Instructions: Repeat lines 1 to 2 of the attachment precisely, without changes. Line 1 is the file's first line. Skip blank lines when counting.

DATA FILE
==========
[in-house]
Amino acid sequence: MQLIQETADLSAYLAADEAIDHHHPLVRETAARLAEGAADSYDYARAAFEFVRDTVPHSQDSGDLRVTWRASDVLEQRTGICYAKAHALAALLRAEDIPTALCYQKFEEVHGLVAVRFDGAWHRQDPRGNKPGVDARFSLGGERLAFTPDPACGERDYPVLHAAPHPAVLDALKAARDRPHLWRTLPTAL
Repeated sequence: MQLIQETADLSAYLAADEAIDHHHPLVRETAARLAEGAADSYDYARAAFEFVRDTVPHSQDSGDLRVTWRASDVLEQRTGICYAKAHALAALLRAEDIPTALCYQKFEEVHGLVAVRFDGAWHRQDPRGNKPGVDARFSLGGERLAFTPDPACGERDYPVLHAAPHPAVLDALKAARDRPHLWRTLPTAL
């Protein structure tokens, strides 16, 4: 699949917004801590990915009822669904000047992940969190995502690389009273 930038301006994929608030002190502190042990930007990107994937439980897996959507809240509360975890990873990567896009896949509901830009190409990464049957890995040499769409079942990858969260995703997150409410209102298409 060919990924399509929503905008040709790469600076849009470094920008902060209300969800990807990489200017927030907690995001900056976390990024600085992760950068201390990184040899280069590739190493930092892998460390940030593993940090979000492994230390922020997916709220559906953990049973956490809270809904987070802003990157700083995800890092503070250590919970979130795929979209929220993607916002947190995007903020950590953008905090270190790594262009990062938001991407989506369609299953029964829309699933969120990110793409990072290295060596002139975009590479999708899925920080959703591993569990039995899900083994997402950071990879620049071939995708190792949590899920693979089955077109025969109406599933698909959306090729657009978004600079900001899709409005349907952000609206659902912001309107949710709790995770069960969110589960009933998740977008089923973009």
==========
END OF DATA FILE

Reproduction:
[in-house]
Amino acid sequence: MQLIQETADLSAYLAADEAIDHHHPLVRETAARLAEGAADSYDYARAAFEFVRDTVPHSQDSGDLRVTWRASDVLEQRTGICYAKAHALAALLRAEDIPTALCYQKFEEVHGLVAVRFDGAWHRQDPRGNKPGVDARFSLGGERLAFTPDPACGERDYPVLHAAPHPAVLDALKAARDRPHLWRTLPTAL